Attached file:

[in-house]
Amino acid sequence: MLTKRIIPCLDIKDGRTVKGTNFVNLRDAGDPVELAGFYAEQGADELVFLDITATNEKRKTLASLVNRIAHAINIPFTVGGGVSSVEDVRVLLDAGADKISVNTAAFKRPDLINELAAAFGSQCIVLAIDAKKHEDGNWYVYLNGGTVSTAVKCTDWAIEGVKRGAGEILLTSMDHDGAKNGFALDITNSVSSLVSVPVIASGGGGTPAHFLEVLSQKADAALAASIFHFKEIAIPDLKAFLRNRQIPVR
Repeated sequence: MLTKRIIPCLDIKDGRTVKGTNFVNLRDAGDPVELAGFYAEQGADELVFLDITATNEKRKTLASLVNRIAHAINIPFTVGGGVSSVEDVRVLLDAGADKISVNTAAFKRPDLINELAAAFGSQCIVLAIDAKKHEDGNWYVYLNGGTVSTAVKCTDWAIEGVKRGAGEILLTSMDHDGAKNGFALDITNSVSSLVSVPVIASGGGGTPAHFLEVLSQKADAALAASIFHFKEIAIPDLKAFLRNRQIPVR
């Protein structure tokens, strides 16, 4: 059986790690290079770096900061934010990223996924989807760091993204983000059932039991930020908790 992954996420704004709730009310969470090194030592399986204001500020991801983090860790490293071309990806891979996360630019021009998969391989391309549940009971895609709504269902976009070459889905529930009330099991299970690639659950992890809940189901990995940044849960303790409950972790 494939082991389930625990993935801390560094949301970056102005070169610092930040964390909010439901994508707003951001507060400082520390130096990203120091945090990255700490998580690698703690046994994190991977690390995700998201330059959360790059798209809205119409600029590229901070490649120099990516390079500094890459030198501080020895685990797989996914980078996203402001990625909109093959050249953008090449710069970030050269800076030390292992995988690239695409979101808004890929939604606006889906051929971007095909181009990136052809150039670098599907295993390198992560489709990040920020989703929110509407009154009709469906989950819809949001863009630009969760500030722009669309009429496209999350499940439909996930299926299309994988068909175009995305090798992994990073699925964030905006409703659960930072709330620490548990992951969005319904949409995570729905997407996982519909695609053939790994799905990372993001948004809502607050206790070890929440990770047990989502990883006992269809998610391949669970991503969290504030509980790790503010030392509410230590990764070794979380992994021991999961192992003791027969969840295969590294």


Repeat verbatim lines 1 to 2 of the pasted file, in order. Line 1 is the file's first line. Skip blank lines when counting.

[in-house]
Amino acid sequence: MLTKRIIPCLDIKDGRTVKGTNFVNLRDAGDPVELAGFYAEQGADELVFLDITATNEKRKTLASLVNRIAHAINIPFTVGGGVSSVEDVRVLLDAGADKISVNTAAFKRPDLINELAAAFGSQCIVLAIDAKKHEDGNWYVYLNGGTVSTAVKCTDWAIEGVKRGAGEILLTSMDHDGAKNGFALDITNSVSSLVSVPVIASGGGGTPAHFLEVLSQKADAALAASIFHFKEIAIPDLKAFLRNRQIPVR